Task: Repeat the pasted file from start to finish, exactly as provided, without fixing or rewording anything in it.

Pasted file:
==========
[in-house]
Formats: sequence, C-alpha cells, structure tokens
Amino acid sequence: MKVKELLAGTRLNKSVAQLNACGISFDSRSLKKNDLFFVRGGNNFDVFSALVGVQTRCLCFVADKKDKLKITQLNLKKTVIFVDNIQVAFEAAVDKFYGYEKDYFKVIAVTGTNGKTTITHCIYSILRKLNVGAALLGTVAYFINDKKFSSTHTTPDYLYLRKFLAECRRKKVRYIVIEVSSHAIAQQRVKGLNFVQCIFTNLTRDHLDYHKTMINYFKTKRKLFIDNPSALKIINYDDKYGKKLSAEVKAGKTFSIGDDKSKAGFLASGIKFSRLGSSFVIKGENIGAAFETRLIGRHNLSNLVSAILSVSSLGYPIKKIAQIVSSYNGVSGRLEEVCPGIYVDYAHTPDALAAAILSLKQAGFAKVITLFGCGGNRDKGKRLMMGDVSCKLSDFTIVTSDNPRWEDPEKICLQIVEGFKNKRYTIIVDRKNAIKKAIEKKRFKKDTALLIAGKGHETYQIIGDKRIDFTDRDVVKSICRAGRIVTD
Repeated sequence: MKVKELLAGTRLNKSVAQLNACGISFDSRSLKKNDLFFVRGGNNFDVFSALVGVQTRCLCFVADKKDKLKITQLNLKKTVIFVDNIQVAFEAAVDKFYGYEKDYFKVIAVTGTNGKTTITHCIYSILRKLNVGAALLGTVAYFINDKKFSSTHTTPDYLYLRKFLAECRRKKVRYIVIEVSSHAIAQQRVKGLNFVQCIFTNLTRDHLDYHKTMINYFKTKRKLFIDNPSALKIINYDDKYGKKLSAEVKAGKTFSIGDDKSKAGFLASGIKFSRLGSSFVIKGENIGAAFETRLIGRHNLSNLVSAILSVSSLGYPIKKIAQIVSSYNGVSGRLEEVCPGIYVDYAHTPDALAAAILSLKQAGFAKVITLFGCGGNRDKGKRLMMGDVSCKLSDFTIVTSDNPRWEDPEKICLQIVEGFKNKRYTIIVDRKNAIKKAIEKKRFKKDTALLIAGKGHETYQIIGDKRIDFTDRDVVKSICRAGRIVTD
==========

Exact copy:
[in-house]
Formats: sequence, C-alpha cells, structure tokens
Amino acid sequence: MKVKELLAGTRLNKSVAQLNACGISFDSRSLKKNDLFFVRGGNNFDVFSALVGVQTRCLCFVADKKDKLKITQLNLKKTVIFVDNIQVAFEAAVDKFYGYEKDYFKVIAVTGTNGKTTITHCIYSILRKLNVGAALLGTVAYFINDKKFSSTHTTPDYLYLRKFLAECRRKKVRYIVIEVSSHAIAQQRVKGLNFVQCIFTNLTRDHLDYHKTMINYFKTKRKLFIDNPSALKIINYDDKYGKKLSAEVKAGKTFSIGDDKSKAGFLASGIKFSRLGSSFVIKGENIGAAFETRLIGRHNLSNLVSAILSVSSLGYPIKKIAQIVSSYNGVSGRLEEVCPGIYVDYAHTPDALAAAILSLKQAGFAKVITLFGCGGNRDKGKRLMMGDVSCKLSDFTIVTSDNPRWEDPEKICLQIVEGFKNKRYTIIVDRKNAIKKAIEKKRFKKDTALLIAGKGHETYQIIGDKRIDFTDRDVVKSICRAGRIVTD
Repeated sequence: MKVKELLAGTRLNKSVAQLNACGISFDSRSLKKNDLFFVRGGNNFDVFSALVGVQTRCLCFVADKKDKLKITQLNLKKTVIFVDNIQVAFEAAVDKFYGYEKDYFKVIAVTGTNGKTTITHCIYSILRKLNVGAALLGTVAYFINDKKFSSTHTTPDYLYLRKFLAECRRKKVRYIVIEVSSHAIAQQRVKGLNFVQCIFTNLTRDHLDYHKTMINYFKTKRKLFIDNPSALKIINYDDKYGKKLSAEVKAGKTFSIGDDKSKAGFLASGIKFSRLGSSFVIKGENIGAAFETRLIGRHNLSNLVSAILSVSSLGYPIKKIAQIVSSYNGVSGRLEEVCPGIYVDYAHTPDALAAAILSLKQAGFAKVITLFGCGGNRDKGKRLMMGDVSCKLSDFTIVTSDNPRWEDPEKICLQIVEGFKNKRYTIIVDRKNAIKKAIEKKRFKKDTALLIAGKGHETYQIIGDKRIDFTDRDVVKSICRAGRIVTD